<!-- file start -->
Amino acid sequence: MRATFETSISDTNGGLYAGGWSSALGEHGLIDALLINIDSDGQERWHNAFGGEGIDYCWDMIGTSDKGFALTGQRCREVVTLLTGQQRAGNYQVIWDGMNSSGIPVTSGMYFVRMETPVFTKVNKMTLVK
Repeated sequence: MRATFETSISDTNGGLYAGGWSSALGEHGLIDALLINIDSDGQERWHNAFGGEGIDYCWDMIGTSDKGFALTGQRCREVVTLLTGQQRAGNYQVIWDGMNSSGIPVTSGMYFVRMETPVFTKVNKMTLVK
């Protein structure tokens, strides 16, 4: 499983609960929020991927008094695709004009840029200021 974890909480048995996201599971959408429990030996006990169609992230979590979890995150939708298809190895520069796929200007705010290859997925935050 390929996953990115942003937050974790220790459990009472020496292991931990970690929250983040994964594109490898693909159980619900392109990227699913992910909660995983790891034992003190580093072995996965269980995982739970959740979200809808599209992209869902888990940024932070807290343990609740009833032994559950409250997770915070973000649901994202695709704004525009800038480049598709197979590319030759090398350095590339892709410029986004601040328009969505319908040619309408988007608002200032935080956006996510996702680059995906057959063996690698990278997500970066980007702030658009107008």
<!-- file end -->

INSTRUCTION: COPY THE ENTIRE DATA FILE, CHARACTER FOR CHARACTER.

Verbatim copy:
Amino acid sequence: MRATFETSISDTNGGLYAGGWSSALGEHGLIDALLINIDSDGQERWHNAFGGEGIDYCWDMIGTSDKGFALTGQRCREVVTLLTGQQRAGNYQVIWDGMNSSGIPVTSGMYFVRMETPVFTKVNKMTLVK
Repeated sequence: MRATFETSISDTNGGLYAGGWSSALGEHGLIDALLINIDSDGQERWHNAFGGEGIDYCWDMIGTSDKGFALTGQRCREVVTLLTGQQRAGNYQVIWDGMNSSGIPVTSGMYFVRMETPVFTKVNKMTLVK
């Protein structure tokens, strides 16, 4: 499983609960929020991927008094695709004009840029200021 974890909480048995996201599971959408429990030996006990169609992230979590979890995150939708298809190895520069796929200007705010290859997925935050 390929996953990115942003937050974790220790459990009472020496292991931990970690929250983040994964594109490898693909159980619900392109990227699913992910909660995983790891034992003190580093072995996965269980995982739970959740979200809808599209992209869902888990940024932070807290343990609740009833032994559950409250997770915070973000649901994202695709704004525009800038480049598709197979590319030759090398350095590339892709410029986004601040328009969505319908040619309408988007608002200032935080956006996510996702680059995906057959063996690698990278997500970066980007702030658009107008």